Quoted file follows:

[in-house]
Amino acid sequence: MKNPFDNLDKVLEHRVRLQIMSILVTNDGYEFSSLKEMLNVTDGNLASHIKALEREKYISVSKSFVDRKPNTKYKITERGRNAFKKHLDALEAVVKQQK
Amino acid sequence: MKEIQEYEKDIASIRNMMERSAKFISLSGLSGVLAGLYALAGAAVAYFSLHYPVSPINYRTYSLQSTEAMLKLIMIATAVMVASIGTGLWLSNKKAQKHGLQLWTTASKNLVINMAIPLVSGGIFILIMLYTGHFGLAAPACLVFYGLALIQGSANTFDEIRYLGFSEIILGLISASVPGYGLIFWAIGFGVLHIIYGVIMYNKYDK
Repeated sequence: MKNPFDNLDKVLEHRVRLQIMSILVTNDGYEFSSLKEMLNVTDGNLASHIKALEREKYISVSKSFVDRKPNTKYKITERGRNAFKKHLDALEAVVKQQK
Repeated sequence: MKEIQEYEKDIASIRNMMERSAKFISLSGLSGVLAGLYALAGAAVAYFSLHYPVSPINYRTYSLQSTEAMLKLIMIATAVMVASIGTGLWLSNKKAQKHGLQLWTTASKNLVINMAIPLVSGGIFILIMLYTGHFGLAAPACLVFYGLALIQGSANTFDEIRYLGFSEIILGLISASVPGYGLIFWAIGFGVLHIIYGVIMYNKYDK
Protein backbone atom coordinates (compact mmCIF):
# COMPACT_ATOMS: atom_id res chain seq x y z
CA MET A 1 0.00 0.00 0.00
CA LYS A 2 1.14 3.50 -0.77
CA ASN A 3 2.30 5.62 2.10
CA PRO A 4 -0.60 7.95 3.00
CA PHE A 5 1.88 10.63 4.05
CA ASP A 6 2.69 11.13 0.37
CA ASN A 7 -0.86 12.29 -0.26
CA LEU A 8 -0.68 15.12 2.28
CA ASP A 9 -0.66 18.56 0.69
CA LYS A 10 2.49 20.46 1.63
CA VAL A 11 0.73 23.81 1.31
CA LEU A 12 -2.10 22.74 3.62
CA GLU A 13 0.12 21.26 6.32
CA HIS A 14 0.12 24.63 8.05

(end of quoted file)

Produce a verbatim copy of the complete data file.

[in-house]
Amino acid sequence: MKNPFDNLDKVLEHRVRLQIMSILVTNDGYEFSSLKEMLNVTDGNLASHIKALEREKYISVSKSFVDRKPNTKYKITERGRNAFKKHLDALEAVVKQQK
Amino acid sequence: MKEIQEYEKDIASIRNMMERSAKFISLSGLSGVLAGLYALAGAAVAYFSLHYPVSPINYRTYSLQSTEAMLKLIMIATAVMVASIGTGLWLSNKKAQKHGLQLWTTASKNLVINMAIPLVSGGIFILIMLYTGHFGLAAPACLVFYGLALIQGSANTFDEIRYLGFSEIILGLISASVPGYGLIFWAIGFGVLHIIYGVIMYNKYDK
Repeated sequence: MKNPFDNLDKVLEHRVRLQIMSILVTNDGYEFSSLKEMLNVTDGNLASHIKALEREKYISVSKSFVDRKPNTKYKITERGRNAFKKHLDALEAVVKQQK
Repeated sequence: MKEIQEYEKDIASIRNMMERSAKFISLSGLSGVLAGLYALAGAAVAYFSLHYPVSPINYRTYSLQSTEAMLKLIMIATAVMVASIGTGLWLSNKKAQKHGLQLWTTASKNLVINMAIPLVSGGIFILIMLYTGHFGLAAPACLVFYGLALIQGSANTFDEIRYLGFSEIILGLISASVPGYGLIFWAIGFGVLHIIYGVIMYNKYDK
Protein backbone atom coordinates (compact mmCIF):
# COMPACT_ATOMS: atom_id res chain seq x y z
CA MET A 1 0.00 0.00 0.00
CA LYS A 2 1.14 3.50 -0.77
CA ASN A 3 2.30 5.62 2.10
CA PRO A 4 -0.60 7.95 3.00
CA PHE A 5 1.88 10.63 4.05
CA ASP A 6 2.69 11.13 0.37
CA ASN A 7 -0.86 12.29 -0.26
CA LEU A 8 -0.68 15.12 2.28
CA ASP A 9 -0.66 18.56 0.69
CA LYS A 10 2.49 20.46 1.63
CA VAL A 11 0.73 23.81 1.31
CA LEU A 12 -2.10 22.74 3.62
CA GLU A 13 0.12 21.26 6.32
CA HIS A 14 0.12 24.63 8.05